Quality at the Speed of Mobile
By Josh Galde | December 10, 2014
Here’s a dilemma: If you wanted to find a company’s mobile testing professionals for native or hybrid apps, where would you look? In a QA department? On a separate mobile project team? Development? Your guess would be as good as anybody’s, because even though we’re fully seven years into the “mobile revolution,” companies have various approaches to mobile testing, and many are still trying to figure it out.
In some ways, it’s understandable, because native and hybrid app quality assurance is so different from the traditional desktop-centric process. The design and requirements process is different, the development tools and processes are different, the distribution systems are different, and the pace is light years faster. These factors can make it a challenge for traditional QA to incorporate mobile into its existing processes. And there are compelling arguments why the traditional QA process is not the ideal one for mobile.
The fact is that today, if you look for an effective mobile testing program, you find developers doing a (perhaps surprising) share of the testing. You find testing happening earlier in the process, and integrated with open source frameworks and tools. You see greater collaboration between dev and QA in mobile project teams. And you see QA professionals dedicated to the special requirements of mobile.
Two factors drive the complexity and flow of mobile testing. First is speed: To keep up with the demands of consumers and the marketplace, mobile releases more typically happen quarterly, monthly, or weekly, versus the annual or semi-annual updates of desktop apps. Second is diversity: The sheer number of mobile OSs, devices, and form factors is overwhelming.
To keep up with fast-track development processes, mobile testing has to start much earlier, be integrated with the open framework tools supporting development, and continue throughout the app lifecycle. Development needs to own unit and integration testing, QA needs to be involved during design-driven development (as the design and requirements process is so different) and own smoke and user-acceptance testing. All have to work together to ensure a user experience that delights customers every step of the way, that the apps work on all the core platforms, and that release schedules can be met.
It’s the “continuous quality” arm of continuous integration, or the “mobile quality” extension of DevOps. It’s baking testing and quality into the process instead of waiting for a bad review on an enterprise or public app store and then trying to fix it, which is a much more time and labor-intensive process — and visible to your entire world!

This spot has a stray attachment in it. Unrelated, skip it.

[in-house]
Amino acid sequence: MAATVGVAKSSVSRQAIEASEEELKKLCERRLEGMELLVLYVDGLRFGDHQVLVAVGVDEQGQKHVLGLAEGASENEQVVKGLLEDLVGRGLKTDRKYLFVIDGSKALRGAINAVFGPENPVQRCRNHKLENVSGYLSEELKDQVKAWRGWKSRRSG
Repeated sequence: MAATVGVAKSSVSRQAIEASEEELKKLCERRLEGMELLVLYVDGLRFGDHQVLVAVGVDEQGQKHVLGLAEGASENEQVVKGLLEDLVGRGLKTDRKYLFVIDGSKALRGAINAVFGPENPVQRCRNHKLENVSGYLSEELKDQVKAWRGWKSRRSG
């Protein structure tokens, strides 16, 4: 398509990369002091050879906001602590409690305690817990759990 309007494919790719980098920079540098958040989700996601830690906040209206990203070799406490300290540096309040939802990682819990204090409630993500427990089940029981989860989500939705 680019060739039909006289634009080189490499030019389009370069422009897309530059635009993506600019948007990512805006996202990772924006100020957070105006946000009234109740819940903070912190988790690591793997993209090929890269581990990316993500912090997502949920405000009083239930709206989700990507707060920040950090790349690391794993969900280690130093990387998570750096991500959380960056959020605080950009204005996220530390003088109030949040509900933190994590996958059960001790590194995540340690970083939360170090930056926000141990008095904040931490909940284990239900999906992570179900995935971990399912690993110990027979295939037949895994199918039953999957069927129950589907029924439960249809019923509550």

So what goes into a nimble, integrated, full-lifecycle mobile testing program?
- Leverage the cloud. Cloud-based testing provides access to an extensive pool of real, up-to-date devices without the need to manage physical devices and their contracts. You need to be sure you’re testing on the needed breadth of the latest and greatest devices that are most important to your customers. And the cloud gives you centralized management so distributed teams can access everything: the devices, the test scripts, and the results.
- Integrate. Whatever your development approach, whatever your frameworks (e.g., open source like Selenium), development tools (e.g., different IDEs, SCM and Build), make sure your testing program/platform integrates seamlessly so that quality becomes core to the process, not an afterthought.
- Automate. While there will always be a need for manual testing, automation enables broader, deeper, faster testing at every stage of the lifecycle. Automated testing keeps quality high while also keeping up with accelerated release cycles. It’s reasonable to aim for 70 to 80% automation of a test program, and to include automation in development as well as QA. Durable automation that is object-based is a must for this! Anyone who tries to get by with less will be making compromises on quality.
Mobile quality for native and hybrid apps is a discipline unto itself because this core part of mobile is not just an extension of the Web. Most importantly, it’s not an add-on or tangent to traditional QA. Best practices are for it to be integrated into development tools and processes and to be carried out through the full app lifecycle, in step with the accelerated pace the marketplace now demands. Get engaged during the design process. Test early and test often — it’s not just for QA anymore. It’s part and parcel of the entire app development and delivery discipline, if those apps are going to meet the high expectations put on them.